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Employment Laws

Equal Opportunity Employment Laws

Several weeks ago we covered how to write an employee handbook. In our next series, we outline the local, state, and federal laws that you should include in your employee handbook.

Equal Employment

Equal Employment Opportunity prohibits unlawful discrimination based on age, race, color, sex, national origin, religion, disability, and genetic information. This also prohibits employers from retaliating against employees who file discrimination complaints.

On top of this, many states and localities have added additional antidiscrimation laws such as health disabilities, gender equality, diversity, and inclusion. Be sure to firstly check what your state and city’s entitlements are and secondly, include them in your employee handbook.

Leave of Absence Laws

Some leave of absence policies, such as personal time off, are based off employer discretion. Others are governed by state and federal laws. Some examples include medical, military, and jury duty leave.

Additional obligations to consider include:

  • FMLA: The Federal Family and Medical Leave Act (for employers with 50 or more employees)
  • USERRA: The Uniformed Services Employment and Reemployment Rights Act
  • ADA: The Americans with Disabilities Act (for employers with 15 or more employees)

As you can see, number of employees influence some of these entitlements as well as location. Another growing trend is paid sick leave. This varies greatly from state to state, so we recommend checking your own locations state and local laws.

This week was just the beginning of Employee Handbook obligations. Stay tuned for next week where we cover wages and drug testing.

Inspiration for this post came from “Employee Handbook 2.0: Aligning Your Policies With Employment Laws,” by Melisa Morrison, published in the April 2022 issue of American Quilt Retailer.

If you’re looking for more information to guide you in owning a retail business, subscribe to American Quilt Retailer today. Already a subscriber? No worries—join our Facebook group for insights and dialogue from industry specialists like you. And don’t forget, you can always purchase single issues if you prefer that instead.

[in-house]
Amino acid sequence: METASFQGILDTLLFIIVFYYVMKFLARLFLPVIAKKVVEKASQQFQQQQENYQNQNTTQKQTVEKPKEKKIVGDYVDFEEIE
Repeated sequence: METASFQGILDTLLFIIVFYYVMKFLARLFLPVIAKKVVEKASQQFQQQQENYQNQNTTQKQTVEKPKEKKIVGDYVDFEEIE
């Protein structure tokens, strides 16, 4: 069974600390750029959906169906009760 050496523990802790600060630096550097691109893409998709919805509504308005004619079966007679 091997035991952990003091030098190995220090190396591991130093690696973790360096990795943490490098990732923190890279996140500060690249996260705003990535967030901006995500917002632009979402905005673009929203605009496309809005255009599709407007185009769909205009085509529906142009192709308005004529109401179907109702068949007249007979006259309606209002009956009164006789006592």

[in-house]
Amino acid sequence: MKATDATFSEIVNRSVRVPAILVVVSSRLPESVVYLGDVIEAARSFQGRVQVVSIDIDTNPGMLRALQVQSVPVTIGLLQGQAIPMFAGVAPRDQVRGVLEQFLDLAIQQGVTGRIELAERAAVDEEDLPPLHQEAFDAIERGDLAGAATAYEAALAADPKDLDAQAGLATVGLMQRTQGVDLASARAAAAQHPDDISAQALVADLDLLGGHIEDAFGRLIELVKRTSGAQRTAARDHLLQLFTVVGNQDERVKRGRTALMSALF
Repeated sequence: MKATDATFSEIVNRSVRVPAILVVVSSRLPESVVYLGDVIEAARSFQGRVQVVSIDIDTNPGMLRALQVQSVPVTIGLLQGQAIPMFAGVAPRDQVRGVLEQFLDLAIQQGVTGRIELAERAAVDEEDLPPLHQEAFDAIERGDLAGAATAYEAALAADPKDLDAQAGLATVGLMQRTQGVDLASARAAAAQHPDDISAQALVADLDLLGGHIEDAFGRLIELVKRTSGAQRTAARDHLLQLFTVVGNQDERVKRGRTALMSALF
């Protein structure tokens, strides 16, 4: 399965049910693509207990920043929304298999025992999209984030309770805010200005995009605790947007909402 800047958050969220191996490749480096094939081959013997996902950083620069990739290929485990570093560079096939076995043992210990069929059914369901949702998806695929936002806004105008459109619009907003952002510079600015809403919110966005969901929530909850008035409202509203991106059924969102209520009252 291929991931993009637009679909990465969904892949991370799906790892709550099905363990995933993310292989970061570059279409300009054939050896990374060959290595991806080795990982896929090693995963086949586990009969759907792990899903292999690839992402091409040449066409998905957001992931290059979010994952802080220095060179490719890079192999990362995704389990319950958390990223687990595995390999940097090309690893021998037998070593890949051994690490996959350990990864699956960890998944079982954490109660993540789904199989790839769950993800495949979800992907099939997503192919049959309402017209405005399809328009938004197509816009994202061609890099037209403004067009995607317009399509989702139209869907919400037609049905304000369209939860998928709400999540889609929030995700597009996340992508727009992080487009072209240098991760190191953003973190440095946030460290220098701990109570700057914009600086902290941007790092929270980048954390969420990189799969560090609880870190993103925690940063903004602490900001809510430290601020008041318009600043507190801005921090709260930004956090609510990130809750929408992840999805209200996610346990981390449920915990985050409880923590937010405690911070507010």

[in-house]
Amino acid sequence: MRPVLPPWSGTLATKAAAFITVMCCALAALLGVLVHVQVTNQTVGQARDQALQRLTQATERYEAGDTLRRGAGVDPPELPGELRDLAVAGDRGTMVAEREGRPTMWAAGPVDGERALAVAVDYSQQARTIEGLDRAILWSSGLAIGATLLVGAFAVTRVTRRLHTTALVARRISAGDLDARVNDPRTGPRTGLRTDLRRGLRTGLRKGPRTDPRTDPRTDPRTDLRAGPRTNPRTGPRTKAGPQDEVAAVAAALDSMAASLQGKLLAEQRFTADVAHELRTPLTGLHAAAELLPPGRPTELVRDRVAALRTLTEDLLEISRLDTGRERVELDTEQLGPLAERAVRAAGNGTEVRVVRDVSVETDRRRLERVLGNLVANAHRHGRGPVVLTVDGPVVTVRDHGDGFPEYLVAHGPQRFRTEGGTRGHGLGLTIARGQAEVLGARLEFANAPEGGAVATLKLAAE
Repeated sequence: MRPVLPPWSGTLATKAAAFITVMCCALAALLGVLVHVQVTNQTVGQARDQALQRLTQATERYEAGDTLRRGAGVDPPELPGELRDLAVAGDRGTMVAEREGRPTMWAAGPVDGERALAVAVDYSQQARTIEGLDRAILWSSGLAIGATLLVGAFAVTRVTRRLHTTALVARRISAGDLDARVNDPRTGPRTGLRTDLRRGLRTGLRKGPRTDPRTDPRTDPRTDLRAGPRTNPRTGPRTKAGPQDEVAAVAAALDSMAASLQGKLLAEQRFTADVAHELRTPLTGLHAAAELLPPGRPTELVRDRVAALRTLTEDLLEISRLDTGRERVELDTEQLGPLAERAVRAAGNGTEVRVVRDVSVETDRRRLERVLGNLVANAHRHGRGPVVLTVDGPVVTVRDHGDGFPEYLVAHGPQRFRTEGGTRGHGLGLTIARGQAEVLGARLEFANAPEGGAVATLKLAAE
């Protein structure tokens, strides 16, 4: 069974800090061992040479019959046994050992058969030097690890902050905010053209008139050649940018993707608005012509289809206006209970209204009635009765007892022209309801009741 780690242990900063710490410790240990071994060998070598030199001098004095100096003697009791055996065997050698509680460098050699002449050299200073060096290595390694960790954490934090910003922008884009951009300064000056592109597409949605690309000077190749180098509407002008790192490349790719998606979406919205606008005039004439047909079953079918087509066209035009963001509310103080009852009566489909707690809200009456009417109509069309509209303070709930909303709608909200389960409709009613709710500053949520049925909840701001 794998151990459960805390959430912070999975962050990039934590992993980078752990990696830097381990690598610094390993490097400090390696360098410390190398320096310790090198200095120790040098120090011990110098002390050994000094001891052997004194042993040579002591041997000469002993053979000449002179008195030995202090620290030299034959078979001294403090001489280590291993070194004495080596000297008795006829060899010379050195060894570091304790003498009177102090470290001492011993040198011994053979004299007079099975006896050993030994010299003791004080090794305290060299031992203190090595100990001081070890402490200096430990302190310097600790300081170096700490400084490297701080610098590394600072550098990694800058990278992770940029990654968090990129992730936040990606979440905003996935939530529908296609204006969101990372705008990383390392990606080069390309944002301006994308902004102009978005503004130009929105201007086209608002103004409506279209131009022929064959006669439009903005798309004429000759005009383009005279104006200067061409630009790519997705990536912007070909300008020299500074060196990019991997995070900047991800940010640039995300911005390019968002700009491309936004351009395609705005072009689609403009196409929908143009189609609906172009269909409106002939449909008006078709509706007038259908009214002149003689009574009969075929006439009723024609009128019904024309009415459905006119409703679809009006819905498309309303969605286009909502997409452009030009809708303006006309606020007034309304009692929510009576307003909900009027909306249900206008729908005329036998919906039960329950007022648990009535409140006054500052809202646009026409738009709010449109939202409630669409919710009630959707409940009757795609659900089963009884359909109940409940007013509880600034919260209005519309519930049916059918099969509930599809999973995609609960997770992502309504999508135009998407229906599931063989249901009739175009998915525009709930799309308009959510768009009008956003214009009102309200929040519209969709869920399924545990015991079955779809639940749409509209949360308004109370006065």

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Why You Should Shop at Small Businesses

Small Business

I know I’m preaching to the choir here, but this post serves as a reminder to how supporting small and local businesses impacts you and your community. Feel free to share with your customers the next time the topic comes up!

Small businesses define communities

Think back to when you were a child – what stores do you remember and why do you remember them? Likely these stores were a staple of your community, that also happened to have great products. Local businesses add character to a neighborhood, and provide it’s employees freedom that large companies stifle. Thanks to this, innovation is more likely to thrive in a small business. Do you remember the last time you were sad hearing of a business that closed down? Small businesses become more than just an economic driver and add to the well-being of a community.

Small businesses have better service

Local businesses face many challenges to stay afloat in their respective marketplaces, marketplaces that are only becoming increasingly more competitive. Because of this, you’re likely to receive better and more personalized service; this means you’ll never be put on hold when you call and they’re going to know your name when you walk in. You’ll never have to worry about who’s interests are being met, whether it be stockholders, boards, or an algorithm, small businesses have your needs in mind.

According to Forbes, shopping at small businesses is a sign of respect, not only for the product but for the owners, too. It takes a lot of work and heart to get something going, and supporting that benefits all parties involved. Share your tips below on how you encourage others to support local businesses, and what small businesses have inspired you.

Have you heard the news? American Quilt Retailer is hosting the opening session at spring Quilt Market in Kansas City! Their Schoolhouse Series includes breakout sessions and an opportunity to gain firsthand knowledge from the people who make, design, or write about the products you sell. Register to attend today.